The New and the New-New Dutch Icons
Who is the new Mondrian? 100 years after the birth of De Stijl, two exhibitions during this year’s Dutch Design Week try to find an answer to that question.
The big names are all there —Maarten Baas, Piet Hein Eek and Marcel Wanders—, next to the up-and-comers —Arne Hendriks and his human growth research, Jalila Essaïdi and her manure-derived bioplastics. At Kazerne, a restaurant-cum-gallery in the center of Eindhoven, the Dutch Design Week exhibition New Icons is trying to answer three key question 100 years after the birth of De Stijl: “If Rietveld were alive today, what would he be making? Which work has the potential to become as iconic as his Red and Blue Chair? From which designer can we expect a legacy that will survive for generations to come?”
On display from the former group is May I Have Your Attention, Please? by Maarten Baas, a sound-and-chairs installation that won the Milano Design Award for Best Concept a few months ago —as well as the new A Fat Vase for a Fat Plant, a giant ceramic container designed to carry a minuscule cactus. From the latter, newcomer Emma Verhoeven created a fake travel agency, based on VR experiences aimed at those who are usually too busy Instagramming their overseas experiences to actually enjoy them.
With so many disparate responses to the design conundrums of a single age, this new Rietveld does have many avenues to emerge from.
A few minutes away, at the VDMA on Vestdijk, Festivalkwartier is grappling with the theme in a different way, having asked five contemporary makers to craft a direct tribute to Mondrian. “With their modern day mentality and tools, the artists aim to add new layers and insights to Mondrian’s intellectual legacy,” said the show’s curator, Woes van Haaften. “The exhibition shows just how deep his legacy is rooted into the DNA of current creators.” Under In Stijl five designers —Bastiaan De Nennie, Stefan Peters, Lex Pott, Sander Wassink and NOMAN Studio— are exploring the current applications of Mondrian’s intellectual basis. While Pott made direct references to the artist’s painting stages in his Fragments of Nature Log, Wassink pointed to the current commercial nature of everything De Stijl with his Mondrian for Sale installation.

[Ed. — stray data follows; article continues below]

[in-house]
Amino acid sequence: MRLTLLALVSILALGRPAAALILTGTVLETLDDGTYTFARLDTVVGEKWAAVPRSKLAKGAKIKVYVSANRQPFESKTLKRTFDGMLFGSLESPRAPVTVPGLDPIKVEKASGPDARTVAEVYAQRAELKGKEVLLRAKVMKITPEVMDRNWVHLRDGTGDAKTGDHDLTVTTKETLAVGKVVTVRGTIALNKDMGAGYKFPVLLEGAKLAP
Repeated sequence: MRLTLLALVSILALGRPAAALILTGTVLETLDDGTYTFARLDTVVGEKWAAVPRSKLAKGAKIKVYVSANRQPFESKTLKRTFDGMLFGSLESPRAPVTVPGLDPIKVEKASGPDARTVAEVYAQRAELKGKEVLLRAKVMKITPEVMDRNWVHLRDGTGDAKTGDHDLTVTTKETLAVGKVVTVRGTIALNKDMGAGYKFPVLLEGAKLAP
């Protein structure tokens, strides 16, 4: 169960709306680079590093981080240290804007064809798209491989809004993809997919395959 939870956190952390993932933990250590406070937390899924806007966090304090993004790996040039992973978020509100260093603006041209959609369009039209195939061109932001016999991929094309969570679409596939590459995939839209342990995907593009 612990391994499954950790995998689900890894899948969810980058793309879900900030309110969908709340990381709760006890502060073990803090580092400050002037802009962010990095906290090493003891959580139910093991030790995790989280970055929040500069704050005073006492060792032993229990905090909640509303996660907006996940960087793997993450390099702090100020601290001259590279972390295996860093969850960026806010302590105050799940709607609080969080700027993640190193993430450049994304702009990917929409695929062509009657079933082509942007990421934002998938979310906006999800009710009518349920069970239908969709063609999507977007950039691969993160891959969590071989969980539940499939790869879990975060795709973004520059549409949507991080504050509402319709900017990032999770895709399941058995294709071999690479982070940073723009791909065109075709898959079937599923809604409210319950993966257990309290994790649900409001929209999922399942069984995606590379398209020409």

The VDMA also hosted a share of energetic pieces, mostly from young designers: Post Modern presents artwork from more than 30 artists in a postcard format; Robotanica is showcasing transnatural design and Envisions is sharing a series of wood experiments in collaboration with Spanish company Finsa.
Unsurprisingly, Dave Hakkens and his Precious Plastic project were present in both exhibition spaces. Someone needs to rename the entire event Dave Design Week, because The Hakkening is happening: the Eindhoven-based machine creator was at Sectie-C, at De Bijenkorf, at the Van Abbe Museum, at Kazerne, at the VDMA, in your designer sandwich, in your locally sourced drinks, in your hopes and dreams about recycled plastic making precious things.
My own dreams were elsewhere, though: back at the VDMA, in the Robotanica exhibition, next to the VR-wearing chicken rests a small robotic firefly made by a team of TU Delft students. It is equipped with autonomous flight and armed with the possibility of learning from its physical mistakes, in order to stream the information to its mechanical peers every night, making them rise and shine with rapidly exponential knowledge about the world. An “evolutionary robot,” they call it. It reminded me of the actual scariest moment in Guillermo Del Toro’s Pacific Rim: the point when scientists discover that the alien invaders were so good at hunting down humanity because of their capacity for simultaneous collective learning. During a pilot for The Future of Food, a dinner event that took place in Nacho Carbonell’s studio, The Eatelier’s Katinka Versendaal told me that Watson, an AI chef, had put together an amuse-bouche based on a rather unexpected mix of herring and white chocolate. Surprisingly, it was a rather pleasant combination.
I am equally afraid and ready for these future overlords to discover the things we’ve failed for ages to question about ourselves. If so, who knows? Maybe we should also be looking for creators in other places, as perhaps it is Watson who could be the new Mondrian.
This edition of the Dutch Design Week runs until October 29 in Eindhoven